13. And remember-if you are confident, competent, and humble, your time will come.

Cheers-


User currently offlineJetguy From , joined Dec 1969, posts, RR:
Reply 24, posted (12 years 4 months 2 weeks 2 days 4 hours ago) and read 2534 times:

For what it's worth, I took Shaun's post as simply reflective of his youth and his pride of achievement. Haven't we all been there at one time or another? As a CFI, I have given many students their first ride and I always allowed them to taxi, takeoff, fly, and (at the very least) follow me through on the landing. It sound like he had an exceptional and very rewarding flight. But as those of you who have preceded him well know, there will be plenty of "humbling" moments ahead for him. Well done Shaun, keep us posted on your progress.

Jetguy


25 EssentialPowr : I agree totally, Jetguy, ref my first post in this topic. But I had to step in toward the latter stages. cheers-
26 Post contains images Shaun3000 : NormalSpeed and others, I apologize if some of my posts come across as cocky. I assure you, I am far from that. As I said, I am still amazed I was all
27 NormalSpeed : NormalSpeed and others, I apologize if some of my posts come across as cocky. Naw... Don't worry about it. The truth is that I wish that I could have
28 PPGMD : Power: The King Air in 90% of cases is a single pilot aircraft. A few part 135 companies (and even less Part 91) choose not to apply for the single pi
29 EssentialPowr : Thanks; I'm aware of Part 135 ops; same thing applies to a Barron, Seneca, 206, whatever. If it was Part 135, then the follow on question for an inter
30 EssentialPowr : A final comment- To say that background and work history checks have changed significantly for the airline industry is a tremendous understatement. Wh
31 EssentialPowr : Final, Final comment. If you are FAA required, dual pilot Part 91, then your resume better read "FAA Airways/Approach Inspector" or "US Customs Servic
32 EssentialPowr : All above for an a/c 12500 or less, of course.
33 Skyguy11 : Power, he just wrote it on his airliners.net forum thing!!! Take it easy! The fact that he's in the 20 or under category and right seating a king air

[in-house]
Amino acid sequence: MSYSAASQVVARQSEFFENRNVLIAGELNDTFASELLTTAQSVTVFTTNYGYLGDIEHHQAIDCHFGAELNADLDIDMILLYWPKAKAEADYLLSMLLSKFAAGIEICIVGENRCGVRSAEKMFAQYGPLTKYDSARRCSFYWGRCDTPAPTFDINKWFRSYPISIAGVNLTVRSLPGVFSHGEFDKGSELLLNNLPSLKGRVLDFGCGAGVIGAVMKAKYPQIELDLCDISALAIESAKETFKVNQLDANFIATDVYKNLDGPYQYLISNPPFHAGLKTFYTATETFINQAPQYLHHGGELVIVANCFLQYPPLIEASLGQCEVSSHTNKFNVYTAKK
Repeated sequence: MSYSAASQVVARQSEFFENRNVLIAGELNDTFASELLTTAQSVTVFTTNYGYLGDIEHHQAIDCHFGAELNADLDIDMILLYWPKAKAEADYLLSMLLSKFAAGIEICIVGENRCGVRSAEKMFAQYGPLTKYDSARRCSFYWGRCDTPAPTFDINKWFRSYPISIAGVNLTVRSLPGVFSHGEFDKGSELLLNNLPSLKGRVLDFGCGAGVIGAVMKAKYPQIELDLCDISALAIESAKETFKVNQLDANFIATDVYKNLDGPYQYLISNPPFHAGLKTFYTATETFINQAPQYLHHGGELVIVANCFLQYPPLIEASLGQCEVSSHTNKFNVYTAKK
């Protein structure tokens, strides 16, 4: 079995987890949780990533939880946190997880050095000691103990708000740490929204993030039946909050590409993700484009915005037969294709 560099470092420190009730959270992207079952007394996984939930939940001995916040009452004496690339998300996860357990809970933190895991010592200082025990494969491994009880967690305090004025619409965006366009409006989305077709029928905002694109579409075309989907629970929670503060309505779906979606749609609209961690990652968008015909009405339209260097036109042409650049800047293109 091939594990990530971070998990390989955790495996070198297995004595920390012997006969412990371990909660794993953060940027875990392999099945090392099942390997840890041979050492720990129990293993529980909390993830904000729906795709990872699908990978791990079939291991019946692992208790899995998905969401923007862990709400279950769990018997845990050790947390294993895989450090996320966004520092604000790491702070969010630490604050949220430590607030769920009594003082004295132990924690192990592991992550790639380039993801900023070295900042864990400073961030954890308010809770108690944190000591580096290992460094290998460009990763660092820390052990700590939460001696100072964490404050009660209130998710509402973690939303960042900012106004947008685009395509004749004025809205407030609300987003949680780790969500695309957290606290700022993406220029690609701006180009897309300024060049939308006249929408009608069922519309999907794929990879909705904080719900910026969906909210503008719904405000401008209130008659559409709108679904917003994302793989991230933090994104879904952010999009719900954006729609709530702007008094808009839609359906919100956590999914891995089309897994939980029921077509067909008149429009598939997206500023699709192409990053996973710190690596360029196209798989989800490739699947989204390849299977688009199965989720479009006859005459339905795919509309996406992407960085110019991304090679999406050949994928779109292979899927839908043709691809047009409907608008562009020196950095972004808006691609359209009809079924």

34 Sccutler : Shaun- What flight school are you using at ADS?
35 Mls515 : At Addison? Don't pay too much money to sit there on the ground with the brake applied.
36 Shaun3000 : Sccutler - I'm using American Flyers. While they're expensive, I chose them because I need to have my PPL by the end of the summer. I switched majors
37 XFSUgimpLB41X : When is your next flight, Shaun? What kind of airplanes are you training in? I hope it all goes well for you... keep at it and the rewards are great.
38 N79969 : Good job...it took me forever to get my landings down. Forever actually is not a big exaggeration. Even now, since I don't fly that often, I say about
39 USAFHummer : My first lesson was April 26, 2000 at Pottstown-Limerick Airport (PTW) in Limerick, PA...my instructor walked me through the preflight, then he taxied
40 Sccutler : Well, I'm just starting out at Monarch. Flew tonight, as a matter of fact. Thus far, have managed to drill all holes through air only.
41 Post contains images PPGMD : Hah my first unassited landing ("impact with ground") was during my third lesson. He thought I was ready, it went pretty well till about 5' or so AGL
42 Continental : That's what I did on my first flight. I taxiied, tookoff, flew a few procedures, then landed. I was amazed that he let me do the landing as well as th
43 NormalSpeed : Speaking of landings, I recently started flying a Mooney M-20. The funny thing is that I seem to land the Mooney consistently better than any other ai
44 PPGMD : The Mooney I found it my putzing around in them (haven't used one for training) is a fairly honest plane, and fun. Its a true complex plane and excell
45 Jhooper : Experience with PC flight simulators, I found, is a real plus when learning how to fly. You pick things up much quicker.
46 Roadrunner165 : My Second Flight... I started the plane... I taxied The plane... I talked to ATC... I took Off... I flew the plane... (instructors never put his hands